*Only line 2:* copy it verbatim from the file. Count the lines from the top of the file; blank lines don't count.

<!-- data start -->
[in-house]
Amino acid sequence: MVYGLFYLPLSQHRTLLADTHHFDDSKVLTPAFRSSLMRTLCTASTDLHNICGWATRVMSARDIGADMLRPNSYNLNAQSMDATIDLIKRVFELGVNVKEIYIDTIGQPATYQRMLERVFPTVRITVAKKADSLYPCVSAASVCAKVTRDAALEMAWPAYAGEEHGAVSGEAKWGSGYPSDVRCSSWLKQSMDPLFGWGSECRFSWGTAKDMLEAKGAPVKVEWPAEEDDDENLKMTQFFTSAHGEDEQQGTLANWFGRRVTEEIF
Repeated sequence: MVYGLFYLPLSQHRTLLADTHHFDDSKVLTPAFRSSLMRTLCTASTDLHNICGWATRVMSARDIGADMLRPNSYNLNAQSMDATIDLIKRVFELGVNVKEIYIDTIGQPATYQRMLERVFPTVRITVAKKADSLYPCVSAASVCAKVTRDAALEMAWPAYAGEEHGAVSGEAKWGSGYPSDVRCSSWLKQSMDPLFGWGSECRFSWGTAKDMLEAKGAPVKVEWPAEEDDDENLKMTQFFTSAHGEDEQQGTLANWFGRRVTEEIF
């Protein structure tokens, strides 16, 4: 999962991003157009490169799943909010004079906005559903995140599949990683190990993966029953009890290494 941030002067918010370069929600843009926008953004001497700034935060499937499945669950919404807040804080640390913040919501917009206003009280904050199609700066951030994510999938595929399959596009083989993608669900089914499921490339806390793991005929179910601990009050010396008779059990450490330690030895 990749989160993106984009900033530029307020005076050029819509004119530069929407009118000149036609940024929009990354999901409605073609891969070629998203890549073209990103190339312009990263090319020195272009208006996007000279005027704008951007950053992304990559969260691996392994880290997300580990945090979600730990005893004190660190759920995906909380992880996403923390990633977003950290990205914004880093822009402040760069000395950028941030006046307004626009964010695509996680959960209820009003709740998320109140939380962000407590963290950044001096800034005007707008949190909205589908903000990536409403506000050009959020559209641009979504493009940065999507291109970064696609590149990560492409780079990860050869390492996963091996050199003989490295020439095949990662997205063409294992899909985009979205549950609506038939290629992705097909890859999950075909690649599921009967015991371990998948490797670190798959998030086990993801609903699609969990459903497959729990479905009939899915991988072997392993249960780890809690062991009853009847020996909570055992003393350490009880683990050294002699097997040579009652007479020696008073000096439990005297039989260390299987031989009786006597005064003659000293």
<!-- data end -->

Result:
Amino acid sequence: MVYGLFYLPLSQHRTLLADTHHFDDSKVLTPAFRSSLMRTLCTASTDLHNICGWATRVMSARDIGADMLRPNSYNLNAQSMDATIDLIKRVFELGVNVKEIYIDTIGQPATYQRMLERVFPTVRITVAKKADSLYPCVSAASVCAKVTRDAALEMAWPAYAGEEHGAVSGEAKWGSGYPSDVRCSSWLKQSMDPLFGWGSECRFSWGTAKDMLEAKGAPVKVEWPAEEDDDENLKMTQFFTSAHGEDEQQGTLANWFGRRVTEEIF